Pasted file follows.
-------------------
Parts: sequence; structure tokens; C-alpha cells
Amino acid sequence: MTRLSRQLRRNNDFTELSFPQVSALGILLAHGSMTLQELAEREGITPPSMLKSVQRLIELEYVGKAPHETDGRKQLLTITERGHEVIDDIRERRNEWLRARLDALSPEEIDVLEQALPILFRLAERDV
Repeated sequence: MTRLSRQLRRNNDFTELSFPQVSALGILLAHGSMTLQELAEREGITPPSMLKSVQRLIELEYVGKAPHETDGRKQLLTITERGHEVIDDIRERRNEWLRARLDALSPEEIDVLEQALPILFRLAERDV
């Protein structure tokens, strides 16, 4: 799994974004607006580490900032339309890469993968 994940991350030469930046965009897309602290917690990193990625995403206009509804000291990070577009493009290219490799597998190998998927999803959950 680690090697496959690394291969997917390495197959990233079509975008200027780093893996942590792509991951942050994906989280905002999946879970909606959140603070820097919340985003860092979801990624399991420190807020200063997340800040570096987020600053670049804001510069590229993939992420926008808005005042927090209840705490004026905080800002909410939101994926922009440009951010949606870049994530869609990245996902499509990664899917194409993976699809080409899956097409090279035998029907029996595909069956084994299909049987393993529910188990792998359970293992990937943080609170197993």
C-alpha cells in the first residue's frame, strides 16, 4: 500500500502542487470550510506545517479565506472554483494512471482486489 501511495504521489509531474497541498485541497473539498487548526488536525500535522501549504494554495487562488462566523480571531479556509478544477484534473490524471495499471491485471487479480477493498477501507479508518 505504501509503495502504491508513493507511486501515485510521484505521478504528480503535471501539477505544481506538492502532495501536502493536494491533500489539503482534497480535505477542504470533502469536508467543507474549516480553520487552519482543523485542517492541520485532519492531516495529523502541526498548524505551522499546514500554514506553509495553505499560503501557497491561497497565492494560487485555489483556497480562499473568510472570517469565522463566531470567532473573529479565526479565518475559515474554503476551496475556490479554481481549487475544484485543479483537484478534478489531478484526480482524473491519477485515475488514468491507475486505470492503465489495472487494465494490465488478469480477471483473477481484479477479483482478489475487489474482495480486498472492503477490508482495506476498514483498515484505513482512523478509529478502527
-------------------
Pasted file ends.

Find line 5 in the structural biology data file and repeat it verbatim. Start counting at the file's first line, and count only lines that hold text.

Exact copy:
C-alpha cells in the first residue's frame, strides 16, 4: 500500500502542487470550510506545517479565506472554483494512471482486489 501511495504521489509531474497541498485541497473539498487548526488536525500535522501549504494554495487562488462566523480571531479556509478544477484534473490524471495499471491485471487479480477493498477501507479508518 505504501509503495502504491508513493507511486501515485510521484505521478504528480503535471501539477505544481506538492502532495501536502493536494491533500489539503482534497480535505477542504470533502469536508467543507474549516480553520487552519482543523485542517492541520485532519492531516495529523502541526498548524505551522499546514500554514506553509495553505499560503501557497491561497497565492494560487485555489483556497480562499473568510472570517469565522463566531470567532473573529479565526479565518475559515474554503476551496475556490479554481481549487475544484485543479483537484478534478489531478484526480482524473491519477485515475488514468491507475486505470492503465489495472487494465494490465488478469480477471483473477481484479477479483482478489475487489474482495480486498472492503477490508482495506476498514483498515484505513482512523478509529478502527